5 must-watch sustainability documentaries for Earth Day!



Written by Ana Olteanu | @savour.the.detour


Looking to learn more about our planet and how to minimize your impact? Start with documentaries! There are many ways to start learning about sustainability, but by far the easiest is to get cozy on the couch with a film. From food waste to zero waste to fast fashion, I hope these top 5 picks inspire you!



The True Cost | 1hr 32min

Released in 2015, The True Cost reveals the truths behind the fast fashion industry.


The first time I really thought about where my clothes were made was after watching a short video called the 2 euro t-shirt.


A lightbulb came on - how can a clothing item ever really be under $7, $5, $2?! If you think about it, this price includes materials, labour, packaging, and shipping costs. After watching The True Cost it became even more clear that someone, somewhere, is paying the more accurate price - but it is not the consumer.


This documentary will probably change the way you shop, and you may begin asking yourself: “Who’s hands made this? Was child labour involved? Where did the materials come from? How far did this travel?”



The Story of Plastic | 1hr 35min

This eye-opening documentary, The Story of Plastic, was released on Earth Day 2020. The name might sound familiar if you’ve already read or seen The Story of Stuff (the book or 20 minute documentary). The linked non-profit organization, The Story of Stuff Project, aims to change our relationship with our “stuff”. They produced this film to direct their focus on a big part of that: plastic.


Repeat after me: Every piece of plastic ever made still exists today. Pretty shocking, right?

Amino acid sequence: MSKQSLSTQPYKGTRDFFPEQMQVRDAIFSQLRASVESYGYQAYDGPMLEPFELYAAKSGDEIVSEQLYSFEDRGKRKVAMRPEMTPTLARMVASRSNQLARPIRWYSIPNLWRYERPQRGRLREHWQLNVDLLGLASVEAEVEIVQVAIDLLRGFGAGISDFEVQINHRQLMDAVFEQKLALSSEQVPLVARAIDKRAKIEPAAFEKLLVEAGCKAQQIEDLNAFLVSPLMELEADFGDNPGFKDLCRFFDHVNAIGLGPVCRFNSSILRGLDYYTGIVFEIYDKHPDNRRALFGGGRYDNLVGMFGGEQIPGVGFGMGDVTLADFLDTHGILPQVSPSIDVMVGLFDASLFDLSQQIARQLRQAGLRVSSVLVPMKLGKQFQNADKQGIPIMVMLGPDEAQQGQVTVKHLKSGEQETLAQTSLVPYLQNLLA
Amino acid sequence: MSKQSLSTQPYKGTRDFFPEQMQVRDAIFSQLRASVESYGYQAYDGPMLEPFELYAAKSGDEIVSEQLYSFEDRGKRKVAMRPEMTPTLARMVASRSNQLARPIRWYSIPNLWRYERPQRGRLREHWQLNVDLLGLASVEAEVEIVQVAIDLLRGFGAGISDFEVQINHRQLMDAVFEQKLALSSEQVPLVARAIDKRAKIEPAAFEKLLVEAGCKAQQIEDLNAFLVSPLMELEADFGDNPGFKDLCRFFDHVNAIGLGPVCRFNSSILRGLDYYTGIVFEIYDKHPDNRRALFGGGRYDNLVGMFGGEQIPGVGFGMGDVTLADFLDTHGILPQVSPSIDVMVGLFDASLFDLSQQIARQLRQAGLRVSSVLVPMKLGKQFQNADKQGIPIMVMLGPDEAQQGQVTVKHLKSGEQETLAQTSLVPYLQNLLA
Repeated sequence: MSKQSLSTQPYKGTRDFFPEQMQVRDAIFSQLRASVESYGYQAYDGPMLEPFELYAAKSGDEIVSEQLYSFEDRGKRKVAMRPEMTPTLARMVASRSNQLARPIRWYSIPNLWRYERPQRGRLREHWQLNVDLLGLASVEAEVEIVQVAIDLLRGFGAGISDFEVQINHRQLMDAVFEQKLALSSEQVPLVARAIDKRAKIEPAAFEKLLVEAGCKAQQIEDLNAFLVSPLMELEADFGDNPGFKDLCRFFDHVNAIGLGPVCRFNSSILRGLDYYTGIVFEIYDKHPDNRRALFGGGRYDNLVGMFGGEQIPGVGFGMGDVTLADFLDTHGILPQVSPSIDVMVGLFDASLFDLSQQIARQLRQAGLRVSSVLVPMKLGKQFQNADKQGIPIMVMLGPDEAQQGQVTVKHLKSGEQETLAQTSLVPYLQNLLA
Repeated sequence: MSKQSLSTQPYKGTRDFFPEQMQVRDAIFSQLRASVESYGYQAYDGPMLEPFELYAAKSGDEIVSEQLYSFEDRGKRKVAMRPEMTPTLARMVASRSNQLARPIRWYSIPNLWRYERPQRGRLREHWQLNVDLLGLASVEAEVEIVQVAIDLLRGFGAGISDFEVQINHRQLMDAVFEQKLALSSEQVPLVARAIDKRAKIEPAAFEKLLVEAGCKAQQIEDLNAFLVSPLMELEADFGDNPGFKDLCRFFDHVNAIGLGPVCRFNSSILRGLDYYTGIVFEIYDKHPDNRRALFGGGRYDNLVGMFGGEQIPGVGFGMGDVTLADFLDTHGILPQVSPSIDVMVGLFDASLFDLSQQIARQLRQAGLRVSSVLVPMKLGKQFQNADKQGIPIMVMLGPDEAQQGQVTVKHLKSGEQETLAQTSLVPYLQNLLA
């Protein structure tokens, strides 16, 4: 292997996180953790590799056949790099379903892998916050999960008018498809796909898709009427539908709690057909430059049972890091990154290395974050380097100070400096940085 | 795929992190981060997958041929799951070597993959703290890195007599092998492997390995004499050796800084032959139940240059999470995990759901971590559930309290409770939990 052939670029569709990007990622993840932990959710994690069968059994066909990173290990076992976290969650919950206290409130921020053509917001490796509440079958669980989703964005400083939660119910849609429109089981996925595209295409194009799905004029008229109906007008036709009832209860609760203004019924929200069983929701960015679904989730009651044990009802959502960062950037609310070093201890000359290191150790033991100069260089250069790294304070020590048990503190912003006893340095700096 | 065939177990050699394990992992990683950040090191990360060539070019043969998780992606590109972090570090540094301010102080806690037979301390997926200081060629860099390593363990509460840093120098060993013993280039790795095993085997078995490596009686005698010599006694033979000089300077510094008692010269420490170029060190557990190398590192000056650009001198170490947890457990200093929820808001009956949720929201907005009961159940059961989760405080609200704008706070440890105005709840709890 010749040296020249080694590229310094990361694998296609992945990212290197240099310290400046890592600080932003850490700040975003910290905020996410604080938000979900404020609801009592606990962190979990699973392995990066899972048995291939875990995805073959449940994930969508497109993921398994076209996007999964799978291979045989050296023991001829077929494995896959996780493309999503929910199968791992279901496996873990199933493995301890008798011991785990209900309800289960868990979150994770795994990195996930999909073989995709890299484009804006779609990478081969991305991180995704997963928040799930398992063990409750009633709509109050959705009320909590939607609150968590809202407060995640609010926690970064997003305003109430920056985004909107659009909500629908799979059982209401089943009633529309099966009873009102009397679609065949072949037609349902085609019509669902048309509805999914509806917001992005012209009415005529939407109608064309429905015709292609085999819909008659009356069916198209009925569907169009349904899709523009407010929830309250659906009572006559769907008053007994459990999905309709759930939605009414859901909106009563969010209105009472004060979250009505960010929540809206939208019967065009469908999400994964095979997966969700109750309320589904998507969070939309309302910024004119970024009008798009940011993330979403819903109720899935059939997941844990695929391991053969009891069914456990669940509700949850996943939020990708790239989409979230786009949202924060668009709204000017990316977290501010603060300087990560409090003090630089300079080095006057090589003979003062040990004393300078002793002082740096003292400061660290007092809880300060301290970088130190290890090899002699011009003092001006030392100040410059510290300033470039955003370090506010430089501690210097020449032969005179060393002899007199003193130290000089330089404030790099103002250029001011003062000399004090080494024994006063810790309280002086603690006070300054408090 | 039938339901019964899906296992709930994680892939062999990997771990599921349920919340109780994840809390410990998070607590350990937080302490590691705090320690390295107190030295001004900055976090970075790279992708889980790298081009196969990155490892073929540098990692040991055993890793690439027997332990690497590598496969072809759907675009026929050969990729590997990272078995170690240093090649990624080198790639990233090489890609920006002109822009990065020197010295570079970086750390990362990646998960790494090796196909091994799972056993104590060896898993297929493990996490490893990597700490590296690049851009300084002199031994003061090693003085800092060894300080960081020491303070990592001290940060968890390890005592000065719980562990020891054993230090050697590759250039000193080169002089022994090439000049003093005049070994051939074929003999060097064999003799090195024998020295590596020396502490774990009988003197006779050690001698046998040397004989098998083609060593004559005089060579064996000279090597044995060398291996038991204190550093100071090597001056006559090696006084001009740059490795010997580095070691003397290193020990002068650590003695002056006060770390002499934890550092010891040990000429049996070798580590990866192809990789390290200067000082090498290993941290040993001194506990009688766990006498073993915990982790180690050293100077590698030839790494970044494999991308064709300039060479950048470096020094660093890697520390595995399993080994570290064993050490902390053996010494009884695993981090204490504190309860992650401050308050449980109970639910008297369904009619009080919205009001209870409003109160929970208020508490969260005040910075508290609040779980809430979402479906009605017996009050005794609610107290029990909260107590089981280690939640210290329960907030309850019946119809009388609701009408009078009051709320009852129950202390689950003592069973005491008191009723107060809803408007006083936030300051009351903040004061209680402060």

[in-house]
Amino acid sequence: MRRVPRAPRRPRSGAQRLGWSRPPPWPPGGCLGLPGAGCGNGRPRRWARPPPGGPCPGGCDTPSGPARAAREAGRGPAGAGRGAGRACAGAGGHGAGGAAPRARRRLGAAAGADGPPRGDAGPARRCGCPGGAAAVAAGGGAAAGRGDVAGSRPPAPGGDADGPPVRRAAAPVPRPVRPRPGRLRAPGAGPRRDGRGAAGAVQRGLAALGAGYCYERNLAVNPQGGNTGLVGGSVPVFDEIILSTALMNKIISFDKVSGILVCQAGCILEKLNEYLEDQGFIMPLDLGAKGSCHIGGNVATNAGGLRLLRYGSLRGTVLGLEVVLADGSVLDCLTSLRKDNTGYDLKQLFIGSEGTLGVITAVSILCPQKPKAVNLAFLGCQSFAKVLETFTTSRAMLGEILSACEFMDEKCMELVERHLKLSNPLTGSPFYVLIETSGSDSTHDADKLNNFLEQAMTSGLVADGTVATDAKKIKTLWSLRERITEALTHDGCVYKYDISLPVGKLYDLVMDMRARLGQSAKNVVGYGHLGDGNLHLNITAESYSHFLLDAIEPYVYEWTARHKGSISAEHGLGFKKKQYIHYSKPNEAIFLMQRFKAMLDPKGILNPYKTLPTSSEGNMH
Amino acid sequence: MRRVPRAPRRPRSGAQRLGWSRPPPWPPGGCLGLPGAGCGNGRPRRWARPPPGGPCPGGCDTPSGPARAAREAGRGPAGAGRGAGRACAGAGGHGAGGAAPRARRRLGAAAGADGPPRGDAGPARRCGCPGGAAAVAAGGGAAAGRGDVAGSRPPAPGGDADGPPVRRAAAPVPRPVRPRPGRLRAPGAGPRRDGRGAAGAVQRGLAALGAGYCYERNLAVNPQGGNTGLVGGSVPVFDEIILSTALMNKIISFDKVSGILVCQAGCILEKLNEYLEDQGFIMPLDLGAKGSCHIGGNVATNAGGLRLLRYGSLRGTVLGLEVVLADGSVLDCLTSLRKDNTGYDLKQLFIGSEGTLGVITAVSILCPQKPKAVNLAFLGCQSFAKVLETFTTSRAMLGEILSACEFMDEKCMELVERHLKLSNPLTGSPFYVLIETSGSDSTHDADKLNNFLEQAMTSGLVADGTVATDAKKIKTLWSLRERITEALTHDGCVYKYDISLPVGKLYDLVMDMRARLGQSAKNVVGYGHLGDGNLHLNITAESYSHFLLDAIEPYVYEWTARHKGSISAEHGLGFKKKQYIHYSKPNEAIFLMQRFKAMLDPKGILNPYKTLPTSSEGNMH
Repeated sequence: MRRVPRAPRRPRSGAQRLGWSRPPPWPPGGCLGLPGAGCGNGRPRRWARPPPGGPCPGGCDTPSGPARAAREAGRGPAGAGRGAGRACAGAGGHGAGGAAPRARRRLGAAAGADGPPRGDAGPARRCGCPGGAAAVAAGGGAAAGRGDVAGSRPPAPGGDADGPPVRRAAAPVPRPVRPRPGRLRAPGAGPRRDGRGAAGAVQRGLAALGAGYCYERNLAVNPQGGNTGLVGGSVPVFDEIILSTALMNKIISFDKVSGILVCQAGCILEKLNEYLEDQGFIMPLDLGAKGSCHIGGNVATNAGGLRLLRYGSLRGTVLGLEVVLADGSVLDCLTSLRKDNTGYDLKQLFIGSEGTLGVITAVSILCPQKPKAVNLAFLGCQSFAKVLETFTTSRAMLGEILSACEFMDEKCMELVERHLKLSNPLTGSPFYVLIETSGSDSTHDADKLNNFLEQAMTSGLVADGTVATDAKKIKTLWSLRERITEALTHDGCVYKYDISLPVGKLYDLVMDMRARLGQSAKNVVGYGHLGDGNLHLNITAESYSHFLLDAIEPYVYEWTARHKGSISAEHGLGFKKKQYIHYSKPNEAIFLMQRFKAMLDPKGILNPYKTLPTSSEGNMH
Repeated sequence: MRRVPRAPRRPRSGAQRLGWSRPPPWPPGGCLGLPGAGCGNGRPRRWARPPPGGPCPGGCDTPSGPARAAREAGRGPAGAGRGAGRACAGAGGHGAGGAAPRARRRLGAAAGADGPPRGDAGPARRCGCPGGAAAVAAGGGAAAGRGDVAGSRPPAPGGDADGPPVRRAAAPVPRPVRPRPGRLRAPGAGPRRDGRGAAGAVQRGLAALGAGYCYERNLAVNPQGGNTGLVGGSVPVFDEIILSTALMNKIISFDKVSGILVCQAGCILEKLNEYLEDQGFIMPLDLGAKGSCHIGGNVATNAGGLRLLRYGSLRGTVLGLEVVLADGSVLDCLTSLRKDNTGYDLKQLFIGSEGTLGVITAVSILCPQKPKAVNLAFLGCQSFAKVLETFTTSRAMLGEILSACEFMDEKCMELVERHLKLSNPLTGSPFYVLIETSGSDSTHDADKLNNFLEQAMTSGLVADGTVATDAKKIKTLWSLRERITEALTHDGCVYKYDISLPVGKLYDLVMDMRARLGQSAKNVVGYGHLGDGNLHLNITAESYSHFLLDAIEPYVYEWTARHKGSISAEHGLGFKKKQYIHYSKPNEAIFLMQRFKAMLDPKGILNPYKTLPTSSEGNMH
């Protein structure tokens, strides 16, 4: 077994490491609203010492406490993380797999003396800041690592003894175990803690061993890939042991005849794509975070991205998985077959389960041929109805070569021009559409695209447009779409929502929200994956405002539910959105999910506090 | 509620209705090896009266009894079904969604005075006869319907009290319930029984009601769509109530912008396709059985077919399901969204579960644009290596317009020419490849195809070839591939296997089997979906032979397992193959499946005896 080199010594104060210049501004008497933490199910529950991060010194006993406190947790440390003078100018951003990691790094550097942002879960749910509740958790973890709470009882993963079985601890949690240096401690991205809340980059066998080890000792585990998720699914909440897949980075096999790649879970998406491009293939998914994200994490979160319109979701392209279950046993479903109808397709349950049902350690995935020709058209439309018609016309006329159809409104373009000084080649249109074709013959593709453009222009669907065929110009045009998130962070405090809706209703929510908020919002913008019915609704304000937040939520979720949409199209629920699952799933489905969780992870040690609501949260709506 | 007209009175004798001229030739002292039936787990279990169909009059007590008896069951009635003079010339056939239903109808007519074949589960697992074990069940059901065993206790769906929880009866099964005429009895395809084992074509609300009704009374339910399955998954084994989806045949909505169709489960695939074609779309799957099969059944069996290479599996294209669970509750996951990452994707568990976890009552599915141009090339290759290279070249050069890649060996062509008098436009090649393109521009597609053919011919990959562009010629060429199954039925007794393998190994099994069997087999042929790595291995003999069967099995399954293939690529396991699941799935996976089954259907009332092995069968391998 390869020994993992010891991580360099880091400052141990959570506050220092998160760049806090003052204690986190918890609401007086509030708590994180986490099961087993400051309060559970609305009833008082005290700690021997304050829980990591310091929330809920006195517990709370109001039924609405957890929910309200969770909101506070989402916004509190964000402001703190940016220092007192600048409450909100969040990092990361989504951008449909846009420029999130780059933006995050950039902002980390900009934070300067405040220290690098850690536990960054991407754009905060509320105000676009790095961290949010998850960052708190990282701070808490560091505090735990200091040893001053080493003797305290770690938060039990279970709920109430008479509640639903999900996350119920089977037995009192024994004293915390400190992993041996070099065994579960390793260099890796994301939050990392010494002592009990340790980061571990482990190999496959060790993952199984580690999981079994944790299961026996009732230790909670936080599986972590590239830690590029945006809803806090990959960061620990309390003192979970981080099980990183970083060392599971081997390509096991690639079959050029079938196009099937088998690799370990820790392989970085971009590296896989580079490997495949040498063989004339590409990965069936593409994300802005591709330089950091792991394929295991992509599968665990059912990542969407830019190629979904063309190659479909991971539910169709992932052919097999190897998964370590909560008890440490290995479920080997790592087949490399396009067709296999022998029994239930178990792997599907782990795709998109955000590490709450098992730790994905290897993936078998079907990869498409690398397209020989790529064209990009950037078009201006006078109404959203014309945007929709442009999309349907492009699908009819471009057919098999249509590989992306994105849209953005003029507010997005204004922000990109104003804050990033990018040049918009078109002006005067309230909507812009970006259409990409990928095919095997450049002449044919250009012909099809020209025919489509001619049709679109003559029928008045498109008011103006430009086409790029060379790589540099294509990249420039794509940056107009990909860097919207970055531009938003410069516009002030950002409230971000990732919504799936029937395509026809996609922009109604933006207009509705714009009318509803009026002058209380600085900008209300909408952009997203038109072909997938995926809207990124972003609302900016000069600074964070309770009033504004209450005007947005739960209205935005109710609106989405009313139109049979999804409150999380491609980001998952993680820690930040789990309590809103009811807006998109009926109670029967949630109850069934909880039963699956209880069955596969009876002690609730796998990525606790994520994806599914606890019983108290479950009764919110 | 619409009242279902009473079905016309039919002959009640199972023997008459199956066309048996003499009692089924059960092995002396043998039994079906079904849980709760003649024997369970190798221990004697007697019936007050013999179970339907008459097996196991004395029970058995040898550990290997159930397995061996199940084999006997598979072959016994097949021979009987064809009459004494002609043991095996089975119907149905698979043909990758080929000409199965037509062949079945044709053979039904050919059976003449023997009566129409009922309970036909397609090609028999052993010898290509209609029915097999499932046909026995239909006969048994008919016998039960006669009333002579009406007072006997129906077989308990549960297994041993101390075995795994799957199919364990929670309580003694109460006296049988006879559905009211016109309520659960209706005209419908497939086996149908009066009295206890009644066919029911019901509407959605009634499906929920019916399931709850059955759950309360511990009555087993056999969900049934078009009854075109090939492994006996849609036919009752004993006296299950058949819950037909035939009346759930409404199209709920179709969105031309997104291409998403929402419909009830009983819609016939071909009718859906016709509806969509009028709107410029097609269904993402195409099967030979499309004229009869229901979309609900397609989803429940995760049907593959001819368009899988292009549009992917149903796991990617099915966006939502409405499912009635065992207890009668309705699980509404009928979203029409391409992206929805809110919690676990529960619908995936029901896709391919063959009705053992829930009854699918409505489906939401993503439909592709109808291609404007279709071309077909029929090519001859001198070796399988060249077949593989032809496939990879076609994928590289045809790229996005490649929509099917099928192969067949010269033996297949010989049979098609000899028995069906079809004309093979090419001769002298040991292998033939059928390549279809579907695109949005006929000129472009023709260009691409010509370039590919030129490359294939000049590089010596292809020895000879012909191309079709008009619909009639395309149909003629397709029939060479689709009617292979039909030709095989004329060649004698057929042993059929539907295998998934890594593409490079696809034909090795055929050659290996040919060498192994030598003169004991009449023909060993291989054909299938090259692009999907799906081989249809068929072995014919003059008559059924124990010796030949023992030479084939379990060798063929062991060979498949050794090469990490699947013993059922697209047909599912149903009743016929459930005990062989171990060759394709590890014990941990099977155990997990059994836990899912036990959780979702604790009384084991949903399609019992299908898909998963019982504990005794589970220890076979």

From extraction to disposal, plastic is affecting everything around us: the air, our oceans, our health. It is all connected. This documentary adds another layer that is made more explicit than in the other films: the intersectionality with minority communities, and the reality that they are undoubtedly affected the most. A must-see film, you won’t be able to look at plastic the same again.



The Clean Bin Project | 1hr 17min

I remember watching this 2010 documentary during a lunchtime screening in the workplace. It was really eye-opening seeing everyone head over to the garbage bin once it was over - safe to say we all went home re-thinking the way we prep our meals or where we buy them from!


In a nutshell, The Clean Bin Project features partners Jen and Grant who aim to produce as little waste as possible for 365 days. It is a hysterical and insightful look inside what the (close to) zero-waste lifestyle might look like, the challenges that come with it, and just how little we really need.


Get your popcorn ready and jot down which swaps you think might be a no brainer, and others you’re not quite ready for. You might just find yourself ready for your own clean bin! (For 1 week or 1 year, no one is judging! Progress over perfection.)



Wasted! The Story of Food Waste | 1hr 30min

Released in 2018, Wasted! is a deep dive into how much food we throw away and the devastating consequences this has on our planet. Not only that, but this film highlights how we could lift people out of poverty if we were simply more conscious food consumers.


The good news? We can make small changes starting today! The chefs in this film inspire us to get creative in doing our part to tackle this global problem.


“Use everything - waste nothing.” - Anthony Bourdain

And last but not least:



Minimalism - A documentary about the important things

An award-winning documentary, Minimalism is a close-up look at the lives of Joshua Fields Milburn and Ryan Nicodemus, and their journey to living with less.


What does minimalism have to do with sustainability? Truly, I would say: everything. The root cause of many issues discussed in the other documentaries begins with overconsumption.


This film strives to show how our lives can actually improve if we leave behind materialism and live for ourselves - not for our things. In turn our planet and all those in it will also benefit, leading to a win-win that’s hard to argue. A truly inspirational and thought-provoking film, you won’t want to miss this one!


Make sure to check out their 2nd film once you’ve seen the first: The Minimalists - Less is now (2021).


“It takes a lot of work to be intentional; it’s easier to go with the flow. In the end though, it’s worth the work”. - The Minimalists


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